What a year of disruption. Not disruption in the tech PR speak sense of 2017–remember all those blockchain companies trying (and failing) to “disrupt” the art market? No, 2019 has been one of actual, physical disruption, from the Hong Kong protests to the shock $3.7bn buy of Sotheby’s by the French-Israeli businessman Patrick Drahi, to Brexit wreaking havoc with the UK as it is kicked ever further down the road.
And then to top the year off, last week's unforgettable #bananadrama. Maurizio Cattelan's $120,000 banana duct-taped to the wall of Perrotin's stand at Art Basel in Miami Beach went viral causing such a frenzy that it was first eaten by the peckish "performance artist" David Datuna (he was escorted from the fair) and then its replacement, another banana, was removed from display on the final day of the fair due to “several uncontrollable crowd movements" which "compromised the safety of the art works around us, including that of our neighbours,” said the gallery.
As so often with the art market, you could not make it up.
But 2019 has been a year of fair drama across the globe with the cancellation of events worldwide, starting with Art Stage Singapore in January, followed by the announcement that the city’s new fair Art SG, scheduled to take place last month, has also been pushed back to 2020. In March, New York’s Armory Show was abruptly booted out of part of its venue days before it was about to open, when one of the Chelsea Piers was deemed structurally unsafe. The Armory pulled rank over its sister fair Volta, which forfeited its space in order to house a third of the Armory’s displaced exhibitors. Another Armory Week fair for younger galleries, Nada, had also been cancelled as its venue was suddenly redeveloped. And the Brussels edition of Independent was scrapped due to both venue and scheduling difficulties in the cramped fair calendar.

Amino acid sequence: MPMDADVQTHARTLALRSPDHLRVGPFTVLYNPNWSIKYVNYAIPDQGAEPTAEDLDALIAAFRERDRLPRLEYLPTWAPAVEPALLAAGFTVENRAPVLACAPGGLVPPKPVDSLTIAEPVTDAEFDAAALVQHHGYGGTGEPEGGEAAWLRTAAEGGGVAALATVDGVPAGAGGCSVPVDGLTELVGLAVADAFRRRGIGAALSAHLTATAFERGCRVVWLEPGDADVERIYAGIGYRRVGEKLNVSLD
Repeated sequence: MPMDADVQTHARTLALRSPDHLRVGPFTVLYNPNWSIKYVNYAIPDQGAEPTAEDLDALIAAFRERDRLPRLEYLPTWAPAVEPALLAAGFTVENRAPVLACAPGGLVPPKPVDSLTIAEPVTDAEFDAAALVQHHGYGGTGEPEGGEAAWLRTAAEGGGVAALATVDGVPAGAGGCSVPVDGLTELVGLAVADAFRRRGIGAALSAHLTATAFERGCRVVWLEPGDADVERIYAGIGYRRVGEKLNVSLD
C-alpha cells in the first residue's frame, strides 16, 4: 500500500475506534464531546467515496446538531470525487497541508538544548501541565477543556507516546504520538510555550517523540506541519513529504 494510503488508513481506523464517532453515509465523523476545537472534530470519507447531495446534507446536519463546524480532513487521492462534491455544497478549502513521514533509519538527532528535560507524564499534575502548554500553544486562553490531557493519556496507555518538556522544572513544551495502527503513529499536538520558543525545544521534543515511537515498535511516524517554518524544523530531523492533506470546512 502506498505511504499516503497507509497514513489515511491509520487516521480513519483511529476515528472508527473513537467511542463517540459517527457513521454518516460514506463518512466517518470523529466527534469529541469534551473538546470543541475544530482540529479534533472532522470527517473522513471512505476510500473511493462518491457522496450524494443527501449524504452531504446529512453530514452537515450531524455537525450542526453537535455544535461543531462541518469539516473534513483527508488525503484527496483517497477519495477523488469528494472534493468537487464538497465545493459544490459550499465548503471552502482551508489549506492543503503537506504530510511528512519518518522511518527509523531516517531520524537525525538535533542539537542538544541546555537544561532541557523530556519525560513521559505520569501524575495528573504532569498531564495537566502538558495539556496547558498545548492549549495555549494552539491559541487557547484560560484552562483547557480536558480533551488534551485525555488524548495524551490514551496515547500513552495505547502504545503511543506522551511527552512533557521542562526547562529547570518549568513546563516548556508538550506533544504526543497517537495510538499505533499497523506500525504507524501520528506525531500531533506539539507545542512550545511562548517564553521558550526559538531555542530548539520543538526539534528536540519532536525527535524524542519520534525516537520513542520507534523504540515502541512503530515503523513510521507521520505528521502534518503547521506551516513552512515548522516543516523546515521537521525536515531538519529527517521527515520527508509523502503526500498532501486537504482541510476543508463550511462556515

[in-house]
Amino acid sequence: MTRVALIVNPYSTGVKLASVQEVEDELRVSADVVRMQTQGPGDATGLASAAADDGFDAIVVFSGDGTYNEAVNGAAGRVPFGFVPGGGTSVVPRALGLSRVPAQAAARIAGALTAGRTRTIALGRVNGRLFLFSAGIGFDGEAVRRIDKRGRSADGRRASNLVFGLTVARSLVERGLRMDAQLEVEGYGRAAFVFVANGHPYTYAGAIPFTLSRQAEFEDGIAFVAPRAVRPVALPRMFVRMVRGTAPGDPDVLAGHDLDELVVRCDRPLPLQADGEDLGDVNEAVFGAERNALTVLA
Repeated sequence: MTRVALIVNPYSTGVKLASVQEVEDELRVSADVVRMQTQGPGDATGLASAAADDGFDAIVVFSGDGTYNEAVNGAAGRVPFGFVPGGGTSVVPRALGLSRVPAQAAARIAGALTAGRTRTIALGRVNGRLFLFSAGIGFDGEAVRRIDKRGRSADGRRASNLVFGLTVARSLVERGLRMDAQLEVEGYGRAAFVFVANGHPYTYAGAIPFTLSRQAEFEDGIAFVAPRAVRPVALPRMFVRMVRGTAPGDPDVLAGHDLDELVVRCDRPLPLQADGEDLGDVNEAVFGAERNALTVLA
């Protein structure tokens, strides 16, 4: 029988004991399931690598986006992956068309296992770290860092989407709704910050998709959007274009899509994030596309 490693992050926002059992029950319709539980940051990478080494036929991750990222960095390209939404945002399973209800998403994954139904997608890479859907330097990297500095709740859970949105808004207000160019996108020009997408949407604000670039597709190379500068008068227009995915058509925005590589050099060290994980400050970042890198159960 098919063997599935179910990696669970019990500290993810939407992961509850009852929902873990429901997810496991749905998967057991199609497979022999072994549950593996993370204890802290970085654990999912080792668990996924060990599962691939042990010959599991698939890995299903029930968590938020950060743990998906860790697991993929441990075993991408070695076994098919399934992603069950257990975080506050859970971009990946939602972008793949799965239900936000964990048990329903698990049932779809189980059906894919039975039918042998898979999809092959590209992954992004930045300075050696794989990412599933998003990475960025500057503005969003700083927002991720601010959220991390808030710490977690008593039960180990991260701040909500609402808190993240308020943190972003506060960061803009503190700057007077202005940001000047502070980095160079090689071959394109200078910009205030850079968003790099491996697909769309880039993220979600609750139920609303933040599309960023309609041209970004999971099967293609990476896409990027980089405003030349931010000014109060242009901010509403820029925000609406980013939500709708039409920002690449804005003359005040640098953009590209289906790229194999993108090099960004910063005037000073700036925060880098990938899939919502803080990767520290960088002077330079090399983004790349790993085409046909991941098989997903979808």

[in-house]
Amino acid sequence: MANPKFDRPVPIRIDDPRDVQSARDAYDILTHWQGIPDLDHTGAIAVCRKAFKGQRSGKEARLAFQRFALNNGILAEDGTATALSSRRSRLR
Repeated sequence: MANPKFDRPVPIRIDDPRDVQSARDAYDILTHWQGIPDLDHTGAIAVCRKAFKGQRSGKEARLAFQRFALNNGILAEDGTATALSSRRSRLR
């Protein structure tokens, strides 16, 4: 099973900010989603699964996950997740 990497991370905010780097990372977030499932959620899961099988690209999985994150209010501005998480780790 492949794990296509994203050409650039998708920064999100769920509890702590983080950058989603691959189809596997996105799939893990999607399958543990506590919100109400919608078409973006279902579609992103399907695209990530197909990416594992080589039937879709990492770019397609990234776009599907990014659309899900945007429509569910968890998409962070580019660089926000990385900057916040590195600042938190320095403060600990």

Meanwhile, the organiser of Art Berlin has announced today that the Modern and contemporary art fair, which has taken place in hangars belonging to the now-defunct Tempelhof airport for the past two years, will no longer take place. Koelnmesse, a company that organises around 80 trade exhibitions a year including Art Cologne, says the use of Tempelhof from 2020 is not secured and that the financial results of the previous editions were “not satisfactory.”
An evolutionary pressure is pushing everybody to the same end: grow or dieMarc Glimcher, Pace Gallery
It’s tough to be a smaller fish in the art industry, but David “Robin Hood” Zwirner swept in to the rescue of some of the displaced Volta galleries, offering up his 525 West 19th Street location by way of a replacement. This pocket of Manhattan’s Chelsea has embodied the expanding gulf between the haves and have nots of the gallery world this year, with competitive building between the mega galleries—most notably Pace, which opened its eight-storey monolith in September. But the space race within these few blocks continues apace—Gagosian, Hauser & Wirth and Marlborough are all expanding (all completing next year) and, not to be outdone, Zwirner is building a 50,000 sq. ft, Renzo Piano- designed tower in a formerly vacant plot. Expected to open in 2021, it is budgeted for “$50m-plus” according to a gallery spokeswoman. Pace’s president and chief executive, Marc Glimcher, cites an “evolutionary pressure” in the art world that is “pushing everybody in this business toward the same end: grow or die”. But where will this Darwinian survival of the fittest/richest end? And who are all these thousands of square feet for? “The artists,” the galleries will tell you, but, when it comes down to it, a bulging starchitect-designed gallery is a primal assertion of dominance.
Another city is on the up in 2019 too–Paris, helped by Brexit taking the lustre off London. Zwirner opened a gallery there during Fiac in October and White Cube will open an office soon. Rumours swirl that Hauser & Wirth is also looking for a premises, but a spokesman says "non": “There is no news regarding a potential Hauser & Wirth location in Paris.” Too obvious—instead, in June the ever capricious gallery announced it will open an art centre on Menorca’s Isla del Rey, off the coast of Spain, next year. Marc Payot, a partner and vice president of the gallery, says “such big decisions are really artist-driven. We go where they go and where they want to be”. It’s all about keeping hold of artists, and artists, it seems, want to be in the Balearics. Cue art world Love Island.